If you're enrolled in a high-deductible health insurance plan and are looking to have more control over your health care spending, it might be time to consider opening a health savings account.
Financial adviser Brian Ramsay, with WealthSpan Partners in Davenport, said health savings accounts, or HSAs, are tax-advantaged personal savings accounts that help eligible consumers save money on medical expenses, such as doctor visits and prescriptions.
HSAs are one of the most tax-efficient savings options available, Ramsay said. And, they offer several benefits, including saving for short and longer-term medical expenses.
When used properly, Ramsay said HSAs can be "very powerful tools." Here's some of his advice on whether it may be right for you.
How do HSAs work?
Health savings accounts offer a triple tax break.
"A health savings account is great because, first of all, what you contribute is tax-deductible," he said. "There's no income threshold, so you can make anything and still be able to deduct your contribution into an HSA. Whatever the HSA earns is tax-deferred. And when you use it for medical expenses, you get to take it out of the account tax-free."
HSAs are sometimes offered through employers or health insurance providers. You may also open an account at most financial institutions — but this option can limit your investment options.
Once you open an account, you'll receive a checkbook or debit card to use at the doctor's office or hospital, so you can use the cash funds on eligible expenses at any time.
Once you reach retirement age, 65, and qualify for Medicare, you can no longer contribute to an HSA, but you can still use the money for medical expenses.
Qualifying for a health savings account
If you're enrolled in a high-deductible health insurance plan under the government's guidelines, you can qualify for an HSA.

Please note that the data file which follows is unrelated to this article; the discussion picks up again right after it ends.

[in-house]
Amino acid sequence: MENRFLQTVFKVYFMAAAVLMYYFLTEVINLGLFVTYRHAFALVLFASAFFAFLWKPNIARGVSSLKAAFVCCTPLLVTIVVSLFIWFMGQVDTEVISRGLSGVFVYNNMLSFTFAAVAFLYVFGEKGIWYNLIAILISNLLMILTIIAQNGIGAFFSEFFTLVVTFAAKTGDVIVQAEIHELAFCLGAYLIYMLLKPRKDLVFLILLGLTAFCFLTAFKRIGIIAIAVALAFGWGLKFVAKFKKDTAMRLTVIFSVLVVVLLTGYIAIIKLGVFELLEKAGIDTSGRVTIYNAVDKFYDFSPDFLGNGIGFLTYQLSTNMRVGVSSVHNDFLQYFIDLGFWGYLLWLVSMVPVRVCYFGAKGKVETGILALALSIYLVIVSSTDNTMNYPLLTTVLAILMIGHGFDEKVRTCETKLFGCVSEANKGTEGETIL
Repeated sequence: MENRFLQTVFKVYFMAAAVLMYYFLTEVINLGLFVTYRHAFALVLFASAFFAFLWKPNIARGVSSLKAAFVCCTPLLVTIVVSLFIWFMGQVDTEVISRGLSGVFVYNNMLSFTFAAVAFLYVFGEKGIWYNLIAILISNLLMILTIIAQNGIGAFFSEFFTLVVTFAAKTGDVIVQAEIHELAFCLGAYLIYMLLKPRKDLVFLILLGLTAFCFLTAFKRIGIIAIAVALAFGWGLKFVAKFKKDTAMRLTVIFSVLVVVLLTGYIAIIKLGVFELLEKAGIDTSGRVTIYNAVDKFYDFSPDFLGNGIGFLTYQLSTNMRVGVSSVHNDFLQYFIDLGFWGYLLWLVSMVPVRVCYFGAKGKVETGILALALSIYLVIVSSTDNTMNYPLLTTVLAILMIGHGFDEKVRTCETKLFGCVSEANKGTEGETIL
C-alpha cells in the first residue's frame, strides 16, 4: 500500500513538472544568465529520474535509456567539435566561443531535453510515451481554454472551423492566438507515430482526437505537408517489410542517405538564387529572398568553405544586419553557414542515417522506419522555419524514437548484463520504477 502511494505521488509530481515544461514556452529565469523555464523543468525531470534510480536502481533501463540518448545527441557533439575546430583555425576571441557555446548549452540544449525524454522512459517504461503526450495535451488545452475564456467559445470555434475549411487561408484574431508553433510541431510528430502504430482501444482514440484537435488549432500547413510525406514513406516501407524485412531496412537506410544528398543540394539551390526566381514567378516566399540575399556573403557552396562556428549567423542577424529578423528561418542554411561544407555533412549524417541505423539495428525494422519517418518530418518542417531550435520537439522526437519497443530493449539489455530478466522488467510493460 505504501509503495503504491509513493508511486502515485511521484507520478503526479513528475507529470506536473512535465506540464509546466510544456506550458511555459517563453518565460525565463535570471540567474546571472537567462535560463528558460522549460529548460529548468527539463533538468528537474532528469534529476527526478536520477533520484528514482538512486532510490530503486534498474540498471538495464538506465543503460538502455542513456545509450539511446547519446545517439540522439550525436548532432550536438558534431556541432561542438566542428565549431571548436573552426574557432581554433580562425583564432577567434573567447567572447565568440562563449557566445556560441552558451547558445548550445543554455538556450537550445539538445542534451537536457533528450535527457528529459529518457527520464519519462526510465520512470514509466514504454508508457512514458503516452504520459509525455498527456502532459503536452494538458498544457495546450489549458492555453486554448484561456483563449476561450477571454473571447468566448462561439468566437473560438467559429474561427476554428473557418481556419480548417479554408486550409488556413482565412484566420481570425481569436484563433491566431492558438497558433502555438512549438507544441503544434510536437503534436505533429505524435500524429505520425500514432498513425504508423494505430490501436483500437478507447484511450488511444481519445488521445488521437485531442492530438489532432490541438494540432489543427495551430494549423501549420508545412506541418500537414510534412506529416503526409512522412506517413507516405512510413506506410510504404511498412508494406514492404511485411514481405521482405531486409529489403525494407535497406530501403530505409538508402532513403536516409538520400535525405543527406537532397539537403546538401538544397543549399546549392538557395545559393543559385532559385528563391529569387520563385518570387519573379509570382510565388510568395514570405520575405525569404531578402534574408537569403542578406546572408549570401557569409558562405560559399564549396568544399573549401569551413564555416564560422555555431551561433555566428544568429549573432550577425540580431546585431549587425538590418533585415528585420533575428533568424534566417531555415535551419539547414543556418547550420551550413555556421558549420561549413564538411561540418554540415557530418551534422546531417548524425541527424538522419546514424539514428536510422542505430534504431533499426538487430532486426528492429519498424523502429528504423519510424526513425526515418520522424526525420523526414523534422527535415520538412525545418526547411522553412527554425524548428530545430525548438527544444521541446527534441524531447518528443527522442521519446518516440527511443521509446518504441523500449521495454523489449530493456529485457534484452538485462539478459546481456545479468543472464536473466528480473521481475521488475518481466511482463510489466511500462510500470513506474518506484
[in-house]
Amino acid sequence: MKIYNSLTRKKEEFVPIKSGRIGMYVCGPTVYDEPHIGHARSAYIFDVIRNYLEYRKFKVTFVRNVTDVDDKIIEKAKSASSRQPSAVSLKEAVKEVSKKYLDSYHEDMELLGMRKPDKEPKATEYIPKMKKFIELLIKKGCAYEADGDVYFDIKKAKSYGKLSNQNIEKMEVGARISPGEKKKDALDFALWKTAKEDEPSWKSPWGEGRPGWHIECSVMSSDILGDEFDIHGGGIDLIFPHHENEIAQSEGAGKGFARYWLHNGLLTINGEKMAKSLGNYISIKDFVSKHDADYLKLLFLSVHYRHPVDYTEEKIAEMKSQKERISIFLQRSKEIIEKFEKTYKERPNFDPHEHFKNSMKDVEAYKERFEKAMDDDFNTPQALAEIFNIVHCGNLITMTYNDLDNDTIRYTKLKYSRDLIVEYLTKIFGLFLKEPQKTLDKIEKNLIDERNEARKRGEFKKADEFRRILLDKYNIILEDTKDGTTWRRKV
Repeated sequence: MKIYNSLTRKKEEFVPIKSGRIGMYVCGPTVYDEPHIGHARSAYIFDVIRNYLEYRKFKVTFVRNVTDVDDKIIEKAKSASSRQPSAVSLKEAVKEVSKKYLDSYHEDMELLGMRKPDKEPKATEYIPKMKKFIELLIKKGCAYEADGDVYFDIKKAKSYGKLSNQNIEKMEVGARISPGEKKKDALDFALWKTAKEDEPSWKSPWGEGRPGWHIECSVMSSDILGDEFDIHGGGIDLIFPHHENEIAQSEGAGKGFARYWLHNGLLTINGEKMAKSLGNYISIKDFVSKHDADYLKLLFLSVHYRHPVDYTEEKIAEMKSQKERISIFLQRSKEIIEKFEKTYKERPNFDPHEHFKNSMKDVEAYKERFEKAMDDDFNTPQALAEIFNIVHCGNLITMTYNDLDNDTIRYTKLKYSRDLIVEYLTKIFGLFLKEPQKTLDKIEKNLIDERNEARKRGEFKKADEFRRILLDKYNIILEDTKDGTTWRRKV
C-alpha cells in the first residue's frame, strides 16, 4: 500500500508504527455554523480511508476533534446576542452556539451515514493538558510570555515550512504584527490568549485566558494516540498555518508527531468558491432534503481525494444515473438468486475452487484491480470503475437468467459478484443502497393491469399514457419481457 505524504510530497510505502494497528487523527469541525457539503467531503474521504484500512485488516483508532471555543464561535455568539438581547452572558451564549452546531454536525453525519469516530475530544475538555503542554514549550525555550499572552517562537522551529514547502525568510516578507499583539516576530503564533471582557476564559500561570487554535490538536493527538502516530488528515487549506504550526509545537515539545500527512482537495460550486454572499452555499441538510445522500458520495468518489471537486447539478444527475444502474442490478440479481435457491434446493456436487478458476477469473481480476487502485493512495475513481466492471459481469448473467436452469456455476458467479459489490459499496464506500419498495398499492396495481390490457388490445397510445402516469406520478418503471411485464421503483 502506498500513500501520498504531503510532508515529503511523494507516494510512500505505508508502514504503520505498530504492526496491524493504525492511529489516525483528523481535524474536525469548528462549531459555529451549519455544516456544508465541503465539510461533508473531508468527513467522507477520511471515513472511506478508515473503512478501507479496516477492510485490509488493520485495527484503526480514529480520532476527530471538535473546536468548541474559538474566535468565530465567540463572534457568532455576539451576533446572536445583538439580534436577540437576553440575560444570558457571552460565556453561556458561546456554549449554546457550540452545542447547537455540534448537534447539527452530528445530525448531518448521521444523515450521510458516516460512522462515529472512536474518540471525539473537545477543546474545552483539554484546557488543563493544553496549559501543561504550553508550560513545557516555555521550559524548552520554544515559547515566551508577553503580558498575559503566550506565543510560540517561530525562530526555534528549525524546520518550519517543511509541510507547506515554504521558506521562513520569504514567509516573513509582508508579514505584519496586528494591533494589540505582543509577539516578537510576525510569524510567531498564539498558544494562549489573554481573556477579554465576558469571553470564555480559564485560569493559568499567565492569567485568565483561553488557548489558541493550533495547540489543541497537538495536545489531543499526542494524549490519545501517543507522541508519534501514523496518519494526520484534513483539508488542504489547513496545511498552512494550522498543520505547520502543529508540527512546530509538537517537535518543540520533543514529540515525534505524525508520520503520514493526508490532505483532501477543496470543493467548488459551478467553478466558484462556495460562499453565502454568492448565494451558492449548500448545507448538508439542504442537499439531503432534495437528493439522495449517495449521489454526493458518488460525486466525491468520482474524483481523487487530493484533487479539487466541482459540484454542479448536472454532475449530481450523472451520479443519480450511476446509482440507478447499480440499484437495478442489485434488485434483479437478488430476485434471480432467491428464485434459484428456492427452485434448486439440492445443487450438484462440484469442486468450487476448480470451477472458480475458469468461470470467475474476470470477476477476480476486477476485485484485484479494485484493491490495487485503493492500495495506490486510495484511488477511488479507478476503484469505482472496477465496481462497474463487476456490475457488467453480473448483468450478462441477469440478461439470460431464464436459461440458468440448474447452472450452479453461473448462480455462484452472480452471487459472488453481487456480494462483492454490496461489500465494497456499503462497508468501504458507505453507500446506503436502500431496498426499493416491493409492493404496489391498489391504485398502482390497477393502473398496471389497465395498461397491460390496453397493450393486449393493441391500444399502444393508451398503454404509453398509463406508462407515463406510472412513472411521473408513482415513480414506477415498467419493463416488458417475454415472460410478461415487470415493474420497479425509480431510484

To qualify in 2019, you must have a deductible of at least $1,350 for single coverage, or $2,700 for family coverage.
Ramsay said you can contribute up to $3,500 to an HSA in you have single coverage or up to $7,000 for family coverage. If you're age 55 or older, you can contribute an extra $1,000 each year.
Personal contributions and potential contributions from your employer, combined, cannot exceed the limit, Ramsay said.
Another benefit of health savings accounts, Ramsay said, is they can be invested in mutual funds and stocks to help boost your money.
"So then you get some earning power behind it," he said. "Contributing to an HSA and growing it in the market over time can really add up."
He recommends individuals with HSAs keep at least two years' worth of deductibles in cash before investing. That cash will help cover any expenses that might come up.
Ramsay said if you open an HSA through a bank, it won't offer an investment feature but will work more like a checking account.
Why consider it?
Ramsay said HSAs are a rare tax-advantaged option, that can help save on medical expenses now and in retirement.
"It's not a secret that health care expenses are becoming a bigger and bigger part of our standard of living," he said. "Because of that, it's nice to have a tool or an account that's basically dedicated to cover unplanned medical expenses. It's a great complement to your other types of retirement or investment accounts you might have."
Ramsay said people with HSAs have until they file their taxes to make a contribution for the previous year, just like IRAs. So essentially, you'd have until April 15, 2019, to make a 2018 contribution.